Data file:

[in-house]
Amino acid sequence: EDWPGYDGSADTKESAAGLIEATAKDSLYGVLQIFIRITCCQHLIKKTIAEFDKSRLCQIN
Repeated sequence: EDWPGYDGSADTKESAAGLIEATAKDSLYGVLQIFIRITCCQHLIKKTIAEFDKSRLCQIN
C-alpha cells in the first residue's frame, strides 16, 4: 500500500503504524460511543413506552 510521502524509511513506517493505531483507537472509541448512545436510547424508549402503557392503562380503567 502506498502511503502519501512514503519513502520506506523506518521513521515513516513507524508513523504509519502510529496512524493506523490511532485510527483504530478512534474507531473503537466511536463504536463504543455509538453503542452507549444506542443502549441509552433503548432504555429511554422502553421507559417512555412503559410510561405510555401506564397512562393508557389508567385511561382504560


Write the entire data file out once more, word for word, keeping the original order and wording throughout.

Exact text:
[in-house]
Amino acid sequence: EDWPGYDGSADTKESAAGLIEATAKDSLYGVLQIFIRITCCQHLIKKTIAEFDKSRLCQIN
Repeated sequence: EDWPGYDGSADTKESAAGLIEATAKDSLYGVLQIFIRITCCQHLIKKTIAEFDKSRLCQIN
C-alpha cells in the first residue's frame, strides 16, 4: 500500500503504524460511543413506552 510521502524509511513506517493505531483507537472509541448512545436510547424508549402503557392503562380503567 502506498502511503502519501512514503519513502520506506523506518521513521515513516513507524508513523504509519502510529496512524493506523490511532485510527483504530478512534474507531473503537466511536463504536463504543455509538453503542452507549444506542443502549441509552433503548432504555429511554422502553421507559417512555412503559410510561405510555401506564397512562393508557389508567385511561382504560